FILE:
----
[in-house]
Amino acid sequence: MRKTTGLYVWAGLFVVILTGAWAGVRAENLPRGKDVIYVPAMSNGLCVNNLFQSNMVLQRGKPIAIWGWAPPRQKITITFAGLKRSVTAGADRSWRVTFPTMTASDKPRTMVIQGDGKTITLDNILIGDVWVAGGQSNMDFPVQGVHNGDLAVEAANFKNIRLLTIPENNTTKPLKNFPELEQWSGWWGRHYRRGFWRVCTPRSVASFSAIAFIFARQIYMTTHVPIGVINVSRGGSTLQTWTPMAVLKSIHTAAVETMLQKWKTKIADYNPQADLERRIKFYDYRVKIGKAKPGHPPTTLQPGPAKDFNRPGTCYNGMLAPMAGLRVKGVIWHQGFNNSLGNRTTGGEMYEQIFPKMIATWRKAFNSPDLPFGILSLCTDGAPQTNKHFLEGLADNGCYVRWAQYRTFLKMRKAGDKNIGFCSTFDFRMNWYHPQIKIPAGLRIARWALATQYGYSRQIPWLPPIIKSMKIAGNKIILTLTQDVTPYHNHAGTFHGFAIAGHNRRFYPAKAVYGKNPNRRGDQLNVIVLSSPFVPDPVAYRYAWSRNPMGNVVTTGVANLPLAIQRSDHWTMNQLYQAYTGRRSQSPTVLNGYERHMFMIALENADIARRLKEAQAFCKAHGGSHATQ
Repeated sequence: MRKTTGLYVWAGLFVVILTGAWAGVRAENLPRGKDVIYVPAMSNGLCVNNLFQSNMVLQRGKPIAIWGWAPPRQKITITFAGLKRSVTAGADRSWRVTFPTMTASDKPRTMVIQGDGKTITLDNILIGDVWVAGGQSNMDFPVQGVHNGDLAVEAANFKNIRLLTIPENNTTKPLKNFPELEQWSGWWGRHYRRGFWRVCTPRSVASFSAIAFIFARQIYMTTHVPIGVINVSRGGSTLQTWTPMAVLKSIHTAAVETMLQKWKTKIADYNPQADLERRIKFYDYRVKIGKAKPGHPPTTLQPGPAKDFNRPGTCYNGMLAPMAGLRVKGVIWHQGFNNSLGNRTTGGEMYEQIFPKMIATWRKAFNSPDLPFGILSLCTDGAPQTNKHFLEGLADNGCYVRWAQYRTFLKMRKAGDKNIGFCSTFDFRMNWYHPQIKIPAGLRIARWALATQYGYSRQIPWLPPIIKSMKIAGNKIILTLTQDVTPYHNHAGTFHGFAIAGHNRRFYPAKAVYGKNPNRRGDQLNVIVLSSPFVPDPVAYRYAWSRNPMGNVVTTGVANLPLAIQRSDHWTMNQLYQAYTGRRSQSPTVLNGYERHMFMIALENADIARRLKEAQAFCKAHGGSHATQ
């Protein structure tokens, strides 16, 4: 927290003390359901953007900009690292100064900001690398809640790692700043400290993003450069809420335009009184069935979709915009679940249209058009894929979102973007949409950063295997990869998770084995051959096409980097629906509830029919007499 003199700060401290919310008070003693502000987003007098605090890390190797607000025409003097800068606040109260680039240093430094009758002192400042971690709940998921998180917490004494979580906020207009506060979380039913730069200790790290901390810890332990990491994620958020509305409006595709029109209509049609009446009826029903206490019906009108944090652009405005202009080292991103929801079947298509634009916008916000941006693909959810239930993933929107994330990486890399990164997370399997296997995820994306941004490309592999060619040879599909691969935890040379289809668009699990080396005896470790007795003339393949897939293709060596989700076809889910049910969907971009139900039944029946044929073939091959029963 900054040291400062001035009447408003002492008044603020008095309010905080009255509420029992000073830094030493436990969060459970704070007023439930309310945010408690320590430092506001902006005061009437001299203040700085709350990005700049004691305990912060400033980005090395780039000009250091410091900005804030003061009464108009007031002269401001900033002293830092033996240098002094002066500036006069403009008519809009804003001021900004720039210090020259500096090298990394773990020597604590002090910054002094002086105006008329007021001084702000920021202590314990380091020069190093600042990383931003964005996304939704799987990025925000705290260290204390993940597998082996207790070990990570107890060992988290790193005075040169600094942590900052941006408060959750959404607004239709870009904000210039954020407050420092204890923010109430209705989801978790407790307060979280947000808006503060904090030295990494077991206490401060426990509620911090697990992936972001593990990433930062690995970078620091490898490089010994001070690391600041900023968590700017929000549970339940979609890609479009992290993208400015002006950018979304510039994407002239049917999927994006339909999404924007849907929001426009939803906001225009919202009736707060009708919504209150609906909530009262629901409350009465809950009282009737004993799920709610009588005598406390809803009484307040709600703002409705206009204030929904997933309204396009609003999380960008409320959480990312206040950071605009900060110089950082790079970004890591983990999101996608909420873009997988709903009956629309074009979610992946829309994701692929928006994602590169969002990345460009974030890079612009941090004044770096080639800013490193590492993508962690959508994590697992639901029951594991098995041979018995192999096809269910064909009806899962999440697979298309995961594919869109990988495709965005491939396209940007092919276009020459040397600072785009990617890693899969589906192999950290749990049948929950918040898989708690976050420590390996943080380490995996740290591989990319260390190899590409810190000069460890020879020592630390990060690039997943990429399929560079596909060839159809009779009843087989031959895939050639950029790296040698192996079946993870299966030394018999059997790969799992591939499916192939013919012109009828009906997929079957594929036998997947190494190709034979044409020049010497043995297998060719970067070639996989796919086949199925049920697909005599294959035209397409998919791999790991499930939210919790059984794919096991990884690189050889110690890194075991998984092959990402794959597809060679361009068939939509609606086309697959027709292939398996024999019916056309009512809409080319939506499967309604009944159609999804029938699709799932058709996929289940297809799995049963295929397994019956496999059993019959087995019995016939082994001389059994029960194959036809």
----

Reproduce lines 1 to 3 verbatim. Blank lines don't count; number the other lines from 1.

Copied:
[in-house]
Amino acid sequence: MRKTTGLYVWAGLFVVILTGAWAGVRAENLPRGKDVIYVPAMSNGLCVNNLFQSNMVLQRGKPIAIWGWAPPRQKITITFAGLKRSVTAGADRSWRVTFPTMTASDKPRTMVIQGDGKTITLDNILIGDVWVAGGQSNMDFPVQGVHNGDLAVEAANFKNIRLLTIPENNTTKPLKNFPELEQWSGWWGRHYRRGFWRVCTPRSVASFSAIAFIFARQIYMTTHVPIGVINVSRGGSTLQTWTPMAVLKSIHTAAVETMLQKWKTKIADYNPQADLERRIKFYDYRVKIGKAKPGHPPTTLQPGPAKDFNRPGTCYNGMLAPMAGLRVKGVIWHQGFNNSLGNRTTGGEMYEQIFPKMIATWRKAFNSPDLPFGILSLCTDGAPQTNKHFLEGLADNGCYVRWAQYRTFLKMRKAGDKNIGFCSTFDFRMNWYHPQIKIPAGLRIARWALATQYGYSRQIPWLPPIIKSMKIAGNKIILTLTQDVTPYHNHAGTFHGFAIAGHNRRFYPAKAVYGKNPNRRGDQLNVIVLSSPFVPDPVAYRYAWSRNPMGNVVTTGVANLPLAIQRSDHWTMNQLYQAYTGRRSQSPTVLNGYERHMFMIALENADIARRLKEAQAFCKAHGGSHATQ
Repeated sequence: MRKTTGLYVWAGLFVVILTGAWAGVRAENLPRGKDVIYVPAMSNGLCVNNLFQSNMVLQRGKPIAIWGWAPPRQKITITFAGLKRSVTAGADRSWRVTFPTMTASDKPRTMVIQGDGKTITLDNILIGDVWVAGGQSNMDFPVQGVHNGDLAVEAANFKNIRLLTIPENNTTKPLKNFPELEQWSGWWGRHYRRGFWRVCTPRSVASFSAIAFIFARQIYMTTHVPIGVINVSRGGSTLQTWTPMAVLKSIHTAAVETMLQKWKTKIADYNPQADLERRIKFYDYRVKIGKAKPGHPPTTLQPGPAKDFNRPGTCYNGMLAPMAGLRVKGVIWHQGFNNSLGNRTTGGEMYEQIFPKMIATWRKAFNSPDLPFGILSLCTDGAPQTNKHFLEGLADNGCYVRWAQYRTFLKMRKAGDKNIGFCSTFDFRMNWYHPQIKIPAGLRIARWALATQYGYSRQIPWLPPIIKSMKIAGNKIILTLTQDVTPYHNHAGTFHGFAIAGHNRRFYPAKAVYGKNPNRRGDQLNVIVLSSPFVPDPVAYRYAWSRNPMGNVVTTGVANLPLAIQRSDHWTMNQLYQAYTGRRSQSPTVLNGYERHMFMIALENADIARRLKEAQAFCKAHGGSHATQ